The typical suffix to derive an adverb from a third declension adjective is -iter, but sometimes the -i- is dropped: dulciter but audacter. I am not asking for a rule for choosing -iter or -ter — that should be treated in a separate question if there is interest — but how far I can bend that rule.

I occasionally write metric poetry in Latin, and it is very convenient to have some rhythmic flexibility. Can I freely choose between -ter and -iter to save the scansion? I think most adjectives have a preference for one or the other, but did ancient Romans ever use both endings with the same adjective? If they did, was this more common in poetry than prose?

To give a concrete example, I could use the phrases audaciter ille canit and ille celerter abit in hexameter, but not if I change to the more typical versions audacter and celeriter.

If the stem of the adjective ends in -nt-, then the ending is -er (for example prudenter), and I see no room for movement here. Prudentiter would sound weird, although it probably would be understood correctly.

2 Answers 2


I have run a quick analysis using data from latinlexicon.org. I included adverbs ending in -ter (about 820). Most end in -iter (the rule). A good number end in -nter (which as you know are formed with syncopation regularly when the base adjective/participle ends in -nt). The remainders are a mix of declinables and indeclinables (e.g., propter is indeclinable so I excluded it). There were only a very few left, which can be summarized into three observations:

  1. Based on an adjectives ending in -t (which does happen to include the -nt participles): there is a syncopation that seems to suggest the rule is -titer = -ter.
  2. Based on an adjectives ending in -c (the only example seems to be audacter): there is a syncopation that seems to suggest the rule is -citer = cter.
  3. Based on an adjectives ending in -lis (facil, dificil, simil)

The next question becomes, are there a large number of adjectives in these categories that don't conform to the preceding observations? This is a difficult question to answer because there are so few adverbs that were recorded in Latin literature.

However, here are my anecdotal notes on the three categories of adjectives:

  1. This group is almost totally devoid of adverbs that haven't already been mentioned, but based on the production of -nter adverbs I would guess that it would hold true to a native Latin speaker. Honestly, most of the adjectives are place names anyway that rarely form adverbs. However, when they do form adjectives, the often use -e instead of -iter (most likely an old locative).
  2. Audacter seems to be the one exception to this rule. Most other adverbs seems to comfortably end in -citer not -cter (e.g., pugnaciter).
  3. These seem to comfortably form -iter adverbs (visibiliter, gentiliter). It seems like the only ones that form -ter adverbs are some of the "irregular" adjectives facil, difficil, simul, etc. (the ones that form their superlatives with -limus).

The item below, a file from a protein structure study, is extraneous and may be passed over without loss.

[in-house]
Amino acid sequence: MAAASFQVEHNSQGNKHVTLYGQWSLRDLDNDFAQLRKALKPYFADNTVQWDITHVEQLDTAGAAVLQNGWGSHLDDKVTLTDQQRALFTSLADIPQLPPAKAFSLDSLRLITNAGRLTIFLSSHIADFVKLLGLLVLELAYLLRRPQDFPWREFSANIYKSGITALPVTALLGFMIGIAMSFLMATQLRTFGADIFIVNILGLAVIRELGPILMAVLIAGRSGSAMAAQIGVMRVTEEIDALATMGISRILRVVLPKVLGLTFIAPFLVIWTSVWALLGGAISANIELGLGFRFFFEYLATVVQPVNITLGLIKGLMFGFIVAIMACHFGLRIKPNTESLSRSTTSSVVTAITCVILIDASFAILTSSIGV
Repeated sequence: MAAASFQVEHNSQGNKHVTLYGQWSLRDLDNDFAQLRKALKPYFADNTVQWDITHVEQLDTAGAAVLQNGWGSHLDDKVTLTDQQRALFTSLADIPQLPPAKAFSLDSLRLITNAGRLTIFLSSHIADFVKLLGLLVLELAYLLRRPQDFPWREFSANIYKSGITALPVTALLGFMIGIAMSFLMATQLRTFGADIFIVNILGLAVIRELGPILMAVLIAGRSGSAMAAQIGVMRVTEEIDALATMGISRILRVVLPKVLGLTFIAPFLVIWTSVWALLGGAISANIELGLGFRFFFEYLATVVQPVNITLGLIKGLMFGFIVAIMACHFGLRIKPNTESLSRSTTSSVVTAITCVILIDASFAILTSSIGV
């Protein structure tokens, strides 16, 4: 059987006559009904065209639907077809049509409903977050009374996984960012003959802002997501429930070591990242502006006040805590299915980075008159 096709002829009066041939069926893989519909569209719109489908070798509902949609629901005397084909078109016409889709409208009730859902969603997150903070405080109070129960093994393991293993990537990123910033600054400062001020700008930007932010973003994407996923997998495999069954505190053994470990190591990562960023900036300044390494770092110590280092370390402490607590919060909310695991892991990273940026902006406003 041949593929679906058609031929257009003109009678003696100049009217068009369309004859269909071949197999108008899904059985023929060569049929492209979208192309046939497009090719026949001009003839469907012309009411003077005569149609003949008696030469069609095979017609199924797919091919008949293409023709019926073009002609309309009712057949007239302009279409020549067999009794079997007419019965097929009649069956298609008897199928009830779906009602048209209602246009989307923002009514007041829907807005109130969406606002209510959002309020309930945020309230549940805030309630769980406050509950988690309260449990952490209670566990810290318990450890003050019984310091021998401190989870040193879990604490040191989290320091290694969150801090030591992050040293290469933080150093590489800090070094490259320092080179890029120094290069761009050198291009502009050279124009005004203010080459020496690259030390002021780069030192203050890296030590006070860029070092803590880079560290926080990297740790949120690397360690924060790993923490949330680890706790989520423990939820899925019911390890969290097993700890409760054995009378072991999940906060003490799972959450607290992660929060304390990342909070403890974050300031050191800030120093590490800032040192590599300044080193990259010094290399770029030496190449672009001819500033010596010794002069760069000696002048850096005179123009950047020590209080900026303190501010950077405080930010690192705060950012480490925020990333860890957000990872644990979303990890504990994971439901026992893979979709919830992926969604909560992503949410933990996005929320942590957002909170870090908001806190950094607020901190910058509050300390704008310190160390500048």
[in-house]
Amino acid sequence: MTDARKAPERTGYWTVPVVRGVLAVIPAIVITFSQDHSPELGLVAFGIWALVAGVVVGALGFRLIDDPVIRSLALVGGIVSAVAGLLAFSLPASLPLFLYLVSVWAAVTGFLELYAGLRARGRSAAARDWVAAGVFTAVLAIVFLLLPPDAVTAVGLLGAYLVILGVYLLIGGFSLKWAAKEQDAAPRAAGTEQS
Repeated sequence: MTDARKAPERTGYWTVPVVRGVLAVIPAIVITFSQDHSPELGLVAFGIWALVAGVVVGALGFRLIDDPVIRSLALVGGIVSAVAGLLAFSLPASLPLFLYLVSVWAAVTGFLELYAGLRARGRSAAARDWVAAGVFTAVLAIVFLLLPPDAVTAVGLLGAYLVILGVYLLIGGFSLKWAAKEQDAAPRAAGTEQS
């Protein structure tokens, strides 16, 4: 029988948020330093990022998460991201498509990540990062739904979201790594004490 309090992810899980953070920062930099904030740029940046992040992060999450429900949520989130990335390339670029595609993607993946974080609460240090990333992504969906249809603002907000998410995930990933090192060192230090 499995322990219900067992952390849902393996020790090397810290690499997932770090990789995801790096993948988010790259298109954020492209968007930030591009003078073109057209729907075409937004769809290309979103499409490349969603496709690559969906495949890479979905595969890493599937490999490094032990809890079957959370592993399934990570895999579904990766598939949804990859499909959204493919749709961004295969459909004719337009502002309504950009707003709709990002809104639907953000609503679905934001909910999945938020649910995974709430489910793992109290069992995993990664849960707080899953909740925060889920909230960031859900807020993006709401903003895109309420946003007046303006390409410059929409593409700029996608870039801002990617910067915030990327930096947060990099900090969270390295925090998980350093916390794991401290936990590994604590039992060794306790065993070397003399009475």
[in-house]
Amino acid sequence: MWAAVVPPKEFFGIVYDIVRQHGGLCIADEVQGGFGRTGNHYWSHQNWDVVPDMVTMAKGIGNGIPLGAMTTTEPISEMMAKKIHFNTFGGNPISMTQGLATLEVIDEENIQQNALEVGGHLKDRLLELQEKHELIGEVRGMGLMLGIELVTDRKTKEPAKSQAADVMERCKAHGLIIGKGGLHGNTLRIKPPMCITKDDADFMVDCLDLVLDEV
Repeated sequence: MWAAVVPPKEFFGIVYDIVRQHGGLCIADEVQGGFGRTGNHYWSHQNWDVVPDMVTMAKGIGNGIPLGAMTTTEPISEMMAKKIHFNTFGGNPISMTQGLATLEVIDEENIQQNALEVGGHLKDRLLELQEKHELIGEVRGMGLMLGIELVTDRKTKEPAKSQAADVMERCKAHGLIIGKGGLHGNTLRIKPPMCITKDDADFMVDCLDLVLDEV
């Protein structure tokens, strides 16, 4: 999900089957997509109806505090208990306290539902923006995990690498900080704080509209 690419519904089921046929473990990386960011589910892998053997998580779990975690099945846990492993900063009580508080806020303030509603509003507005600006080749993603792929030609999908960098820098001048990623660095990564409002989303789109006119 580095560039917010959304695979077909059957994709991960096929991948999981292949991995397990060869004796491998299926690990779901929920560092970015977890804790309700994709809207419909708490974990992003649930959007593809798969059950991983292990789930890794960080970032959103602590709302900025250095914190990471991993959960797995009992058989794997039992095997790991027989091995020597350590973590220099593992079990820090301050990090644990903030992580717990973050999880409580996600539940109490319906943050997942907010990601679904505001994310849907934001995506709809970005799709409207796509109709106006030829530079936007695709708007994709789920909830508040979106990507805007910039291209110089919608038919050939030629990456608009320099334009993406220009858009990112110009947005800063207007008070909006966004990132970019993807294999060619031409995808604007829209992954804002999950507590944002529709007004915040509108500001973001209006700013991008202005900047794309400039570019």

So, to answer your question with a mix of analysis and opinion, I would say only in one case would you want to syncopate, that being adjectives of the 3rd declension ending in -t (which definitely includes -nt) but not -c and not -l.

It is, of course, poetry. So I'm quite sure you could add and subtract an 'i' here and there and only the most picky editors would care. After all, Adele sings the word "hello" with 8 syllables.

Adverbs ending in -ter that are not -iter/-nter

  • 1
    Thanks! This is very interesting data, and a neat entrance to the site. It seems that there is a vowel change in class 3: faciliter and similiter become faculter and simulter. Otherwise adverb formation doesn't seem to change vowels. (Side note: When you write "the ones that form their adverbs with -limus", do you mean superlatives instead of adverbs?)
    – Joonas Ilmavirta
    Commented Jul 19, 2016 at 20:07
  • Perhaps I should add that not all adjectives with superlative -limus have an adverb without the -i- in front of -ter. For example gracilis becomes gracillimus and graciliter. (I only just learned this myself. I wouldn't have looked at this thing in detail without your answer.)
    – Joonas Ilmavirta
    Commented Jul 19, 2016 at 20:14
  • @JoonasIlmavirta, yes! Superlatives, not adverbs. Corrected.
    – efesar
    Commented Jul 19, 2016 at 20:57
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    @JoonasIlmavirta. Here's an example that doesn't fit your question but is interesting nonetheless: amiciter. There are a few 2-1-2 adjectives that form -iter adverbs (in addition to long -e adverbs).
    – efesar
    Commented Jul 22, 2016 at 11:31

It looks as though there are three stages:

First: inherited adverbs ending in -ter, like praeter, subter, propter (IE -ter-).

Second: the ending -ter is abstracted from these and attached to the stem of an adjective, as in brevi-ter, gravi-ter, audāc-ter.

Third: the ending -iter is abstracted from the second type and attached to the bare root of an adjective, as in firm-iter, perhaps by analogy to words like firmi-tas, itself by analogy to words like civi-tas, where the -i- is etymologically justified.

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